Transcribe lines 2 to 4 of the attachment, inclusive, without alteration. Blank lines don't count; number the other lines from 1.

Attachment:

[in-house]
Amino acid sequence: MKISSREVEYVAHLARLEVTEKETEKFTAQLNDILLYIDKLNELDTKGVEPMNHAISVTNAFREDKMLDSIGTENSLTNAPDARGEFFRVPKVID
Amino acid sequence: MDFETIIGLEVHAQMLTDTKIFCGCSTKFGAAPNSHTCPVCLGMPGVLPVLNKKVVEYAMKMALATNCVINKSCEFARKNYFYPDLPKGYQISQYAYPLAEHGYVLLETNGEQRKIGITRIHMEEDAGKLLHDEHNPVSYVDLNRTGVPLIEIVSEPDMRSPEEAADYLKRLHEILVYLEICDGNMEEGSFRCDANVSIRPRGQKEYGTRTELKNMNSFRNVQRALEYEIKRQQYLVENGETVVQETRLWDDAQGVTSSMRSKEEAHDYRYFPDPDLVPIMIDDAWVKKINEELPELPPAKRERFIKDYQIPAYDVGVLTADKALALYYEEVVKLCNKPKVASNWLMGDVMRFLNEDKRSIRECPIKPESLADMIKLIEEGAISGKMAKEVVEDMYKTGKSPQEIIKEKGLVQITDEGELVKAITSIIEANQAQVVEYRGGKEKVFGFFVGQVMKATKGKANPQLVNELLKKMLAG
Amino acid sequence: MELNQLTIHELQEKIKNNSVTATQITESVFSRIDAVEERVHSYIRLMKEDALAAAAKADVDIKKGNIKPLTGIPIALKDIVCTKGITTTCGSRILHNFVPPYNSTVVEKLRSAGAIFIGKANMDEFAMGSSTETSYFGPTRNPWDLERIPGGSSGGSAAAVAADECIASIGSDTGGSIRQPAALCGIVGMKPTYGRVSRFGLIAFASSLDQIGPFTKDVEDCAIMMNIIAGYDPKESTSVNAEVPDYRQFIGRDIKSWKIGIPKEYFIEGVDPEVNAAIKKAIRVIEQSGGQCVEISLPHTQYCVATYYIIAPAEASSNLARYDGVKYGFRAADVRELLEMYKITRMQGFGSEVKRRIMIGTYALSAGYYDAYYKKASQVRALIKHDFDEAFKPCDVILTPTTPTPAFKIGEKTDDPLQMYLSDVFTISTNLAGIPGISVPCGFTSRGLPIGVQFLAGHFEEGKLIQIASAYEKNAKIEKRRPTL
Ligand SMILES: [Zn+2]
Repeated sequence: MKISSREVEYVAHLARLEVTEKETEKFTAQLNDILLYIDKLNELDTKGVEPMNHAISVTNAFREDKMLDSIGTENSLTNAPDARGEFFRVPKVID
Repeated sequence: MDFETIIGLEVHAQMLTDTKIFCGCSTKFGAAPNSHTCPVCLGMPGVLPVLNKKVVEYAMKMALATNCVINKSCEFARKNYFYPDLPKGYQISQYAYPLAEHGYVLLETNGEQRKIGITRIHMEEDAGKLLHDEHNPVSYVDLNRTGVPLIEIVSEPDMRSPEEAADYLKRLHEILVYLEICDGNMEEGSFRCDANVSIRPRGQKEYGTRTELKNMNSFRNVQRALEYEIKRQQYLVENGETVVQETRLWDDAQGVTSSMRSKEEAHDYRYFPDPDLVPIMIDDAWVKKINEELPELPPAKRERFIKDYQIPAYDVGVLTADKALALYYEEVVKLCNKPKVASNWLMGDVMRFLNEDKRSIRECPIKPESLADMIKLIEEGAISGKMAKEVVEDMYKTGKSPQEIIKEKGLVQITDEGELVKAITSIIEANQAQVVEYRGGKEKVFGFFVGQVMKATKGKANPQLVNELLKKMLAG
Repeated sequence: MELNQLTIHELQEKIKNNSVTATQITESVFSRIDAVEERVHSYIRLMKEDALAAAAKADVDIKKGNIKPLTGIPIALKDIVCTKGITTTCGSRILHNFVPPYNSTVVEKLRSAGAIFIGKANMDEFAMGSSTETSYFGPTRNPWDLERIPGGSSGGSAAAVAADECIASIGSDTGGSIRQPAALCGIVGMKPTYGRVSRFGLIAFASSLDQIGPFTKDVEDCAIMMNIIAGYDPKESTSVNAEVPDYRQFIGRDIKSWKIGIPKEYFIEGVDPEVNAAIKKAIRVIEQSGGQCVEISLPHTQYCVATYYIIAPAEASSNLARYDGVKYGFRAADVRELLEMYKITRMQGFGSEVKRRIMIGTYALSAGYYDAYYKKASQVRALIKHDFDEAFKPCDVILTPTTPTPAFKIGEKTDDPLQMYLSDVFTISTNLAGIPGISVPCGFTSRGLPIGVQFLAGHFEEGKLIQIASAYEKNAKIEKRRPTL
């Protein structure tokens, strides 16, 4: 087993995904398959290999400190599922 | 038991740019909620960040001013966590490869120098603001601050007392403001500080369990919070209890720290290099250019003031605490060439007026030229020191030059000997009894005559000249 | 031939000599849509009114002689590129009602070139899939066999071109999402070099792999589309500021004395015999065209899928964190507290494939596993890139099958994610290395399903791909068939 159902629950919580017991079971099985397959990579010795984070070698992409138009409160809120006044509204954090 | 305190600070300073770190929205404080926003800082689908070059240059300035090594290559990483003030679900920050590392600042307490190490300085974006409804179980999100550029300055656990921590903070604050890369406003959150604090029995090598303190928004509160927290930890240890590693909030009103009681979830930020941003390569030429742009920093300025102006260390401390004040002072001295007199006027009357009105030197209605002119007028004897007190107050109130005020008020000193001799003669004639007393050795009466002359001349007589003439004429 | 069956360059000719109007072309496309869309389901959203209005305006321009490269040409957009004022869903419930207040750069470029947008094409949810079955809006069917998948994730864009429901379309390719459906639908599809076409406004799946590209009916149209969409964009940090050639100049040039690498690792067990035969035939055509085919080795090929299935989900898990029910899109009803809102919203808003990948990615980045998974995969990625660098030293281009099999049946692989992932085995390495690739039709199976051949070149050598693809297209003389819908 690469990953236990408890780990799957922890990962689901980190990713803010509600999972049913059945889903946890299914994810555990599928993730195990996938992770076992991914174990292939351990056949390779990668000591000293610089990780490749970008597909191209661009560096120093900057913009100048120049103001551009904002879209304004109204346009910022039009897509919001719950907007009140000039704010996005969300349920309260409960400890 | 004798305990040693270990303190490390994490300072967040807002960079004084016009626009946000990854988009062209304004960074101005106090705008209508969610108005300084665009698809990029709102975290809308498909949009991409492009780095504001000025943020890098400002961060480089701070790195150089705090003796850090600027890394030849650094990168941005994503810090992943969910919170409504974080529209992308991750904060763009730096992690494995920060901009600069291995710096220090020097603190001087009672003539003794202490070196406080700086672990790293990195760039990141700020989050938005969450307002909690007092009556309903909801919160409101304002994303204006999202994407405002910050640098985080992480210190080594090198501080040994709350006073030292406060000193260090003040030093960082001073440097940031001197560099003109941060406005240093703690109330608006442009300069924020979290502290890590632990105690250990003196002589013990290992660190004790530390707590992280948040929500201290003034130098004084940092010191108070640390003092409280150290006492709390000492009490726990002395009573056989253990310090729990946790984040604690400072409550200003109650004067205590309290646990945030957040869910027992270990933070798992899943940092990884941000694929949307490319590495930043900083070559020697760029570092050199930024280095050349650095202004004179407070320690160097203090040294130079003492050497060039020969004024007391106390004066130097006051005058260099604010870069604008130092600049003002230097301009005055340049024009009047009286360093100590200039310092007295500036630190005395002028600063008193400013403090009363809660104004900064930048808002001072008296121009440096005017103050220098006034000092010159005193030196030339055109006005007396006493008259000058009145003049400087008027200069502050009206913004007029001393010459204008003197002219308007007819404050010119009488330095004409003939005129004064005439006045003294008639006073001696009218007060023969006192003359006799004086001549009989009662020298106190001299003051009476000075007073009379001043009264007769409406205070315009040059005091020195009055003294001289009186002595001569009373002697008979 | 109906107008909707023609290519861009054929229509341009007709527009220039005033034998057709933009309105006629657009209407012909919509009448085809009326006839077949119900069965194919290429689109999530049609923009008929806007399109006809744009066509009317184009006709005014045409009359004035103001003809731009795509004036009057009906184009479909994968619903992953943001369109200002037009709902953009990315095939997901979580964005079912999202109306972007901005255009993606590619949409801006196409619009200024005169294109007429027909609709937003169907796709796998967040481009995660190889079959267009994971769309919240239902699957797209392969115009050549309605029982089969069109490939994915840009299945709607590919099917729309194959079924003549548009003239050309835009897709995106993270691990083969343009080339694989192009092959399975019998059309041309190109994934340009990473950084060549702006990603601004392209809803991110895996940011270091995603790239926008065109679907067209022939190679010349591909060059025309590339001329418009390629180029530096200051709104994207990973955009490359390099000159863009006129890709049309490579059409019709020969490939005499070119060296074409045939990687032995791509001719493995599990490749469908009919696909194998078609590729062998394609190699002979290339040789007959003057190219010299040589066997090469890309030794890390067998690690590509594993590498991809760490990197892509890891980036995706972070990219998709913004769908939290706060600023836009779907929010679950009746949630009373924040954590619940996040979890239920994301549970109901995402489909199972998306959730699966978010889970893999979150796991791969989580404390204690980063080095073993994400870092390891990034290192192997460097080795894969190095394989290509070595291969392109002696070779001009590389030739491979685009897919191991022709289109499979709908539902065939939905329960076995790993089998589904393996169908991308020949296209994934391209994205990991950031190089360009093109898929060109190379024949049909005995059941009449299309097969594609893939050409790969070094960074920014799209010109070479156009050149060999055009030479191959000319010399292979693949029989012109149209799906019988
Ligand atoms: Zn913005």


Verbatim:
Amino acid sequence: MKISSREVEYVAHLARLEVTEKETEKFTAQLNDILLYIDKLNELDTKGVEPMNHAISVTNAFREDKMLDSIGTENSLTNAPDARGEFFRVPKVID
Amino acid sequence: MDFETIIGLEVHAQMLTDTKIFCGCSTKFGAAPNSHTCPVCLGMPGVLPVLNKKVVEYAMKMALATNCVINKSCEFARKNYFYPDLPKGYQISQYAYPLAEHGYVLLETNGEQRKIGITRIHMEEDAGKLLHDEHNPVSYVDLNRTGVPLIEIVSEPDMRSPEEAADYLKRLHEILVYLEICDGNMEEGSFRCDANVSIRPRGQKEYGTRTELKNMNSFRNVQRALEYEIKRQQYLVENGETVVQETRLWDDAQGVTSSMRSKEEAHDYRYFPDPDLVPIMIDDAWVKKINEELPELPPAKRERFIKDYQIPAYDVGVLTADKALALYYEEVVKLCNKPKVASNWLMGDVMRFLNEDKRSIRECPIKPESLADMIKLIEEGAISGKMAKEVVEDMYKTGKSPQEIIKEKGLVQITDEGELVKAITSIIEANQAQVVEYRGGKEKVFGFFVGQVMKATKGKANPQLVNELLKKMLAG
Amino acid sequence: MELNQLTIHELQEKIKNNSVTATQITESVFSRIDAVEERVHSYIRLMKEDALAAAAKADVDIKKGNIKPLTGIPIALKDIVCTKGITTTCGSRILHNFVPPYNSTVVEKLRSAGAIFIGKANMDEFAMGSSTETSYFGPTRNPWDLERIPGGSSGGSAAAVAADECIASIGSDTGGSIRQPAALCGIVGMKPTYGRVSRFGLIAFASSLDQIGPFTKDVEDCAIMMNIIAGYDPKESTSVNAEVPDYRQFIGRDIKSWKIGIPKEYFIEGVDPEVNAAIKKAIRVIEQSGGQCVEISLPHTQYCVATYYIIAPAEASSNLARYDGVKYGFRAADVRELLEMYKITRMQGFGSEVKRRIMIGTYALSAGYYDAYYKKASQVRALIKHDFDEAFKPCDVILTPTTPTPAFKIGEKTDDPLQMYLSDVFTISTNLAGIPGISVPCGFTSRGLPIGVQFLAGHFEEGKLIQIASAYEKNAKIEKRRPTL